Understanding Glass ParallelismLeave a Comment
Parallelism as a parameter plays a crucial role in glass fabrication. As it pertains to glass, the back and front planes of a glass part would achieve parallelism if the space between the planes remained the same so that they run alongside each other but never touch. However, parallelism in actuality is not perfectly possible for glass parts, which is why a parallelism conversion tool or calculator can help measure accuracy for setting any necessary limits.
Defining Glass Parallelism
Glass parallelism, also termed glass wedge, can be determined through various measurements, including transmitted wavefront error (TWE), total thickness variation (TTV), and arcs (minutes and seconds). TWE is the amount of deviation in degrees observed in a wavefront due to beam transmission through an optical device. Parallelism, energy, and irregularity can all directly affect the total wavefront error.
TTV is the value of the difference from the maximum to minimum thickness values over a part’s clear aperture. An interferometer and a scan pattern can help define the value to within 0.1µm and therefore successfully manage a thickness variation of less than 1µm.
An arcminute is an angular measurement standard unit equivalent to 1/60 of a single degree while an arcsecond is equal to 1/60 of 1 arcminute, or 1/3600 degrees of a circle. Both minutes and seconds of arcs can translate, in degrees, to the amount that they deviate from full parallelism. Parallelism calculators can help you determine the definition of glass parallelism in surfaces to get an accurate measurement, which you can use to develop optical wedges.
Applications for Optical Wedges
An optical wedge is fabricated to possess a minimal angle between two glass planes or surfaces and refract or deflect light at that predetermined angle when it hits the wedge surface. The angle could represent only a fraction of a degree, approaching true glass parallelism, to as much as a 3° angle. Even though high-precision optics are usually lapped and polished to achieve near-perfect parallelism, most will still have a slight optical wedge that measures in seconds or minutes of arc.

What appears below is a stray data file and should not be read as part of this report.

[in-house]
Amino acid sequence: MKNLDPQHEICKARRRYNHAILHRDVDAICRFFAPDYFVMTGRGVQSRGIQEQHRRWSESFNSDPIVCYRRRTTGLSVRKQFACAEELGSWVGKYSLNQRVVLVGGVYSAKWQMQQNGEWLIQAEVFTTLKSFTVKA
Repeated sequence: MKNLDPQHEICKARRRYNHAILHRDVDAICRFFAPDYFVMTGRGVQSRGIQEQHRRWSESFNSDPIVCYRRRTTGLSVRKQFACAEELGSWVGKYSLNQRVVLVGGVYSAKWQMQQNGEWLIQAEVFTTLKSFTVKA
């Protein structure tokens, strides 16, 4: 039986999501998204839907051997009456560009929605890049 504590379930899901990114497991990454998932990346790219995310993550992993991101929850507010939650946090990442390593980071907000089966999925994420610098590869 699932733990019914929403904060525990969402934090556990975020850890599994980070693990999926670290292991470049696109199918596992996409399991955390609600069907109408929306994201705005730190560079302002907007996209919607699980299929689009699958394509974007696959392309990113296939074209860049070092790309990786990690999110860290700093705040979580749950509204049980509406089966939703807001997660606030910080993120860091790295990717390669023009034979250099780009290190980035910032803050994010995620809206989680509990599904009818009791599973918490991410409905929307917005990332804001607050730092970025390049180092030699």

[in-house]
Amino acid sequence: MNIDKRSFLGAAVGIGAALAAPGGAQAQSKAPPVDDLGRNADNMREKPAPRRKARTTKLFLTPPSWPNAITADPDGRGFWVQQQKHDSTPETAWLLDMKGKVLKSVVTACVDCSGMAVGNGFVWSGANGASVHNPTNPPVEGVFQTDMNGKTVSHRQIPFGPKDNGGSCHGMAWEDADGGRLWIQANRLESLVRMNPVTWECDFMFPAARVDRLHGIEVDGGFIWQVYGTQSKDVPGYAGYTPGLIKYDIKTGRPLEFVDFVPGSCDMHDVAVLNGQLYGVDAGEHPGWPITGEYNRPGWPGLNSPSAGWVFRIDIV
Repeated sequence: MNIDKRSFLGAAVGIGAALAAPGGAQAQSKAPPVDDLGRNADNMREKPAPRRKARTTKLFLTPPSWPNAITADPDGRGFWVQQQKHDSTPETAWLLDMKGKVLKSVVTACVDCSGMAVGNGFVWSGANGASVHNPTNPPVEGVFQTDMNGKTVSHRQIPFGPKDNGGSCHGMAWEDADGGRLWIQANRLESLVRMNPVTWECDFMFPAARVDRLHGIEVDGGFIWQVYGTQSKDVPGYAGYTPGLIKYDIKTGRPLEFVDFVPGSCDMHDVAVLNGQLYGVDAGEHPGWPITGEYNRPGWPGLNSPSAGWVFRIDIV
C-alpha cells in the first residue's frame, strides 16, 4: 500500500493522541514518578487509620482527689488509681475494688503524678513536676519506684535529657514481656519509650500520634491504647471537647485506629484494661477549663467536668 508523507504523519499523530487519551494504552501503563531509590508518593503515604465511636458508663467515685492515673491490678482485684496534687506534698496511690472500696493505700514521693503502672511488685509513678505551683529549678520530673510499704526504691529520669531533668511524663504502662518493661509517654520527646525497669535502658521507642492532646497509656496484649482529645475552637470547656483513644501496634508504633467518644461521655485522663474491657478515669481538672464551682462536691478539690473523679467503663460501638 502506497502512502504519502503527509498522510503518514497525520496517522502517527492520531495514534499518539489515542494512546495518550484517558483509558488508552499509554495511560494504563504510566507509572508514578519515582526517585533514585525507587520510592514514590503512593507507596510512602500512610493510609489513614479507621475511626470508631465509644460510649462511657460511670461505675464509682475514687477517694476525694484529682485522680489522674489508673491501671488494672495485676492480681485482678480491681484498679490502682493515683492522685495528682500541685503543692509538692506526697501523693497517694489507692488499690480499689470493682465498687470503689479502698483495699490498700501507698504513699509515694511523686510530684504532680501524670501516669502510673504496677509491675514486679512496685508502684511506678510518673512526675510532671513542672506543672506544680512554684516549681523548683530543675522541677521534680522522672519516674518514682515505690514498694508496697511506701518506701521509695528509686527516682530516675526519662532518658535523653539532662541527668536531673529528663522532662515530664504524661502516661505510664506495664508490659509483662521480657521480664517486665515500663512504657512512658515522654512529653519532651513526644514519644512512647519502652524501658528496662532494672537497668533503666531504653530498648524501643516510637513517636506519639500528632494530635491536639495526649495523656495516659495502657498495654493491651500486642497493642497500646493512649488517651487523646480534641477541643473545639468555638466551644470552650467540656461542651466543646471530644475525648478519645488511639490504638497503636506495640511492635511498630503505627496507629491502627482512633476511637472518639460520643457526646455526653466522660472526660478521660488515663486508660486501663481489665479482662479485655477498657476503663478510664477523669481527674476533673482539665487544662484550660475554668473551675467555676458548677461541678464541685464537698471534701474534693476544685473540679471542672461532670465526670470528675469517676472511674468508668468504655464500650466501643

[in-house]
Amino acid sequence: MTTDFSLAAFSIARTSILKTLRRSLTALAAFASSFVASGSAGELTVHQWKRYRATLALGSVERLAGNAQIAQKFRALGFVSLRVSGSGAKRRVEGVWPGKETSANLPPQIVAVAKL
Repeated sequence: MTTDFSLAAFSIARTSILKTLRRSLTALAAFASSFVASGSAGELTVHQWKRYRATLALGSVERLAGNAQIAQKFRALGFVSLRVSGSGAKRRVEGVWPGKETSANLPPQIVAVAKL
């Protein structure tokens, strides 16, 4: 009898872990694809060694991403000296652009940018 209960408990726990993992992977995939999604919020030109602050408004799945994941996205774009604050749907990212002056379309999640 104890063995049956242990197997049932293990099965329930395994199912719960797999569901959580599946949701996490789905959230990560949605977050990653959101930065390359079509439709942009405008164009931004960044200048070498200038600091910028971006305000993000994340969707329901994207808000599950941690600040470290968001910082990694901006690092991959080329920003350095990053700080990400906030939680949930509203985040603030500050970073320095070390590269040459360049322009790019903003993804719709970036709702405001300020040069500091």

Optical wedges come in different shapes and sizes, have different tolerances or coatings, and are mainly designed to change the direction of light and prevent reflections. Many industries have adopted optical wedges for applications such as:
- Beam steering
- Beam shaping
- Machine vision
Optical Glass From Swift Glass
At Swift Glass, we provide comprehensive, precise optical glass fabrication services for projects that require large production runs in little time, without sacrificing quality as an ISO- and ITAR-certified company. Optimal performance is key in optical glass parts like lenses and optical windows, so we carefully consider the chemical and mechanical properties of the glass in addition to the optical factors like surface flatness, quality, and finish.
Swift Glass focuses on the proper levels of glass density, transparency, and purity. Our laser and imaging systems allow us to offer scratch-dig specifications to 40-20 in a variety of sizes, and in some specific instances, a scratch-dig of 20-10 is achievable. We also offer a selection of materials and color filters for customization.
Swift Glass has a newly created parallelism calculator to help with the conversion of degrees to arcminutes and arcseconds to best serve our customers. To learn more about our capabilities for optical glass or this conversion tool, contact us today or request a quote.